It’s been more than two years since Avi and Julie Israel lost their son, Michael, to the evils of overprescribed drugs.
They’ve founded an advocacy group, Save the Michaels of the World; they’ve publicly shared their son’s story to help others dealing with similar grief; and they’ve walked the halls of the State Capitol in Albany to push for new state legislation that has been hailed as one of the strongest in the nation against the abuse of prescribed drugs.
What keeps them going, more than two years after 20-year-old Michael Israel took his life on June 4, 2011?
“What keeps me going is I get hundreds of letters and hundreds of requests: Please help me,” Avi Israel said Monday, before a news conference on the first anniversary of the new state law. “I can’t turn my back on this. I wish there had been somebody there for us when Michael needed help. This is something that needs to be done.”
Israel referred to parents like him and his wife, who either don’t know the seriousness of their child’s addiction or don’t know how to treat it.
“In my son’s case, it was a six-month window between ‘Dad, I need help’ and boom, a shotgun went off,” Israel explained.
The Israels were there Monday morning, among other parents touched by a similar tragedy, as two state legislators marked the first anniversary of the state law designed to reduce prescription-drug abuse, a law that adds an important new provision starting Tuesday.
The I-STOP Law – the Internet System for Tracking Over-Prescribing – aims to improve the communication between prescribing doctors and pharmacists. The law now adds a new prescription drug database, hailed by supporters as the nation’s first such real-time online system.
Starting today, physicians will be required to check the registry before writing a prescription for most controlled substances. Pharmacists will have access to the same registry.
The intent is to slow the flood of excess opiates by reducing or eliminating “doctor shopping,” where young people addicted to prescription drugs use multiple doctors to obtain multiple drug prescriptions to feed their addiction.
“This new tool will work alongside other changes initiated by I-STOP to ensure New York State leads the nation in fighting prescription drug abuse,” State Sen. Timothy M. Kennedy, D-Buffalo, said at a news conference in the Evergreen Commons, on Buffalo’s lower West Side.
Assemblyman Sean M. Ryan, D-Buffalo, referred to some users obtaining as many as a dozen different prescriptions for the same drug.
“The patient could always stay one step ahead of the system,” Ryan said. “That comes to an end tomorrow.”
Other parents who have lost their sons or daughters to prescription drug abuse stood behind the two legislators, along with the Israels, to hail the changes in the new law. The first half-dozen people signing in before the news conference were members of Save the Michaels of the World.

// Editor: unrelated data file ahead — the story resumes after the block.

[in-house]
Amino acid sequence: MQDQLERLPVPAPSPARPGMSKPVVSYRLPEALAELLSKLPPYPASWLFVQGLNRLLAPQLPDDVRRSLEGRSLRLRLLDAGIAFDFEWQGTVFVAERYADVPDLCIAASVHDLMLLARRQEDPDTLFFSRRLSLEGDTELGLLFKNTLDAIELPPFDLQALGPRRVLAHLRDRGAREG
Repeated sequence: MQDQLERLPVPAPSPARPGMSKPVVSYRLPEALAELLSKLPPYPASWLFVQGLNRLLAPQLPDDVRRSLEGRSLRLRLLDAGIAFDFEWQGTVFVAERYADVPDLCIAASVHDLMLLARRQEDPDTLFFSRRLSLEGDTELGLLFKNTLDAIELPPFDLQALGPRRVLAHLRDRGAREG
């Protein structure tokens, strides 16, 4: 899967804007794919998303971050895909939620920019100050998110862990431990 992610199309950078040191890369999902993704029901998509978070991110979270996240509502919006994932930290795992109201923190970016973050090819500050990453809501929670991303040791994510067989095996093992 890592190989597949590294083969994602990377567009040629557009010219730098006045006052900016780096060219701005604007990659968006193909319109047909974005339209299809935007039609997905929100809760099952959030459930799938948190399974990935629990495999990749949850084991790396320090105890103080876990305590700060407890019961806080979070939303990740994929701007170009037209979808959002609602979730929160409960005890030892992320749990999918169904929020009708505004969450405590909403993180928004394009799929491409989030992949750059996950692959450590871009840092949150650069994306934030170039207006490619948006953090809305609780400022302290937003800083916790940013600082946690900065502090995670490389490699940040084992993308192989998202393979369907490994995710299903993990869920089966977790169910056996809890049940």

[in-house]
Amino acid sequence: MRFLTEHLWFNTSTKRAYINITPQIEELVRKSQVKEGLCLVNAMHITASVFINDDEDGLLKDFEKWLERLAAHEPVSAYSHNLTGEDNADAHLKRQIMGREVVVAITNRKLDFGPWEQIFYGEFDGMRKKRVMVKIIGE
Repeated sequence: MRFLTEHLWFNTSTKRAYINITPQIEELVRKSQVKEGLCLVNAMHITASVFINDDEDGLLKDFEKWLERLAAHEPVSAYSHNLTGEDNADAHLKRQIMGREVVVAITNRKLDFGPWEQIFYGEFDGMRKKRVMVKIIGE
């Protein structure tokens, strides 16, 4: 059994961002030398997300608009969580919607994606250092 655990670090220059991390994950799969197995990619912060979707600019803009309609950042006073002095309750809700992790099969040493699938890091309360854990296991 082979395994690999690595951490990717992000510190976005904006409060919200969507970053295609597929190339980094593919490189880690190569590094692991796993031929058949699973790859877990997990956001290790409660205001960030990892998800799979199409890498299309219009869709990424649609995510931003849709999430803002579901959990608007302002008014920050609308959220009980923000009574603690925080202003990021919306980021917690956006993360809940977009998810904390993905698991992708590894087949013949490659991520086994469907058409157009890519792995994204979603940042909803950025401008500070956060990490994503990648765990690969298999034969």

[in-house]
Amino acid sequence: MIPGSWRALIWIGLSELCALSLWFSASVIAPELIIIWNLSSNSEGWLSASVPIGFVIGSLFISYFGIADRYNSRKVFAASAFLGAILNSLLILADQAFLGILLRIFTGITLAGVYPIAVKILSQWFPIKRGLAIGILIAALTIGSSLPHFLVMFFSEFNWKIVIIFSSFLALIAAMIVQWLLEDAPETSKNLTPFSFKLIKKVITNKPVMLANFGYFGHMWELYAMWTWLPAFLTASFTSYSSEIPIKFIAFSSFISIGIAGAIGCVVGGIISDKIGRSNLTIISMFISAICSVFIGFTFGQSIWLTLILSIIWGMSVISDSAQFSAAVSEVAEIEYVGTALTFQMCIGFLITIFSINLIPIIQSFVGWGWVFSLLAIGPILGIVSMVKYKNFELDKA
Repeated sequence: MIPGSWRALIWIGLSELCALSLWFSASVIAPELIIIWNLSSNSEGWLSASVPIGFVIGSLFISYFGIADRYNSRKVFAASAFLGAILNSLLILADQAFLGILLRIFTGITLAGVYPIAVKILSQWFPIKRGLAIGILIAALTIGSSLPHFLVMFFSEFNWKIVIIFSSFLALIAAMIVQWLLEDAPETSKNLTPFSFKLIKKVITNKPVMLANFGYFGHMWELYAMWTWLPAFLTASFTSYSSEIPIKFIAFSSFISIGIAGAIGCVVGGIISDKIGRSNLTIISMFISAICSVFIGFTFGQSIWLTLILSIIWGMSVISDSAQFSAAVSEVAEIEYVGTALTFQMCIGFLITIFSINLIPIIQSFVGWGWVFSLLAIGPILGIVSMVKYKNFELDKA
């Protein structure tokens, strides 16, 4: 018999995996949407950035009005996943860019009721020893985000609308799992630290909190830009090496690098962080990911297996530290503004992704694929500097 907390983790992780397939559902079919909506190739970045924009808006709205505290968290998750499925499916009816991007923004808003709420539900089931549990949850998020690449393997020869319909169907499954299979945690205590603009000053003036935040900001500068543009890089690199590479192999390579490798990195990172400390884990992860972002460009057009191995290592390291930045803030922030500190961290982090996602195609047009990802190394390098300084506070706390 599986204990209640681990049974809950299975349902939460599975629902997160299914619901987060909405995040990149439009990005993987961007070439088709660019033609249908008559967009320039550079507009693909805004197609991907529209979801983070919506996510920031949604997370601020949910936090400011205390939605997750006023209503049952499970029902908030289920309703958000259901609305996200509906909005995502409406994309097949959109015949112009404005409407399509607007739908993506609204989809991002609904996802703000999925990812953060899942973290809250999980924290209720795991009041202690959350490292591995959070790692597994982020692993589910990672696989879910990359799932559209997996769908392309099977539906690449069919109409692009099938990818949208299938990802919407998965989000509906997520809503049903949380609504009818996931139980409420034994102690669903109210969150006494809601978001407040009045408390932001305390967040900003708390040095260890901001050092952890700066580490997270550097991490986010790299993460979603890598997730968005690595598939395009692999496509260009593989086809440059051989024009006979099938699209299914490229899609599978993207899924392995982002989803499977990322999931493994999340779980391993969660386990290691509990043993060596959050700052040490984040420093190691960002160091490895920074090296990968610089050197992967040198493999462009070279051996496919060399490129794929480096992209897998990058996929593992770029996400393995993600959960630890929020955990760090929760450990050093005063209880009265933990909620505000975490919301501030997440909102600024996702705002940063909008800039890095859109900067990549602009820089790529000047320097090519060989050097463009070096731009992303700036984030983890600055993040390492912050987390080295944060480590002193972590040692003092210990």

“This started out as Michael’s legacy,” Julie Israel said. “But it’s much bigger than just Michael David Israel now. So many other families are involved.”
Like Cheryl Placek of Niagara Falls, who lost her son, Daniel, 28, on Jan. 26, 2012.
“When I met Avi and Julie a week after we buried Daniel, my husband and I knew we had to do something,” she said. “This keeps us going, to help someone else.”
And Patricia McDonald, whose daughter, Adrianne, died at age 27 on Feb. 6, 2011, felt a similar kinship to the group, whose children died either from overdoses or by their own hands.
“Nothing really keeps me going,” she said. “I’m a different person entirely, but the only thing I can wake up to every day is to try to keep other young people from being addicted, to keep the doctors away from unnecessary prescribing.”
These families realize that the new legislation represents one of the first steps in changing the whole culture of the way drugs are prescribed now. They realize there are other key issues, including the lack of treatment facilities and detoxification centers for these addicts. And they point out that the face of drug addiction has changed.
“We don’t have any detoxification facilities for the new face of addiction – an educated kid from a middle-class family, a good student, with no criminal background,” Avi Israel noted.
Ryan and Kennedy also urged more local police agencies to take part in the state Health Department’s safe-disposal program, which provides a secure drop box for unwanted or expired prescription drugs.
Only five such drop boxes have been set up in the eight counties of Western New York.
Both elected officials also paid tribute to victims’ families for sharing their personal tragedies and helping get I-STOP passed, as those families sat behind them.
Avi Israel was asked what his son would say to him about his parents’ tireless efforts.
“Keep it up, Pop,” he replied. “He used to call me a crazy old man. Whenever I get something in my head, I stick with it.
“Michael would be proud.”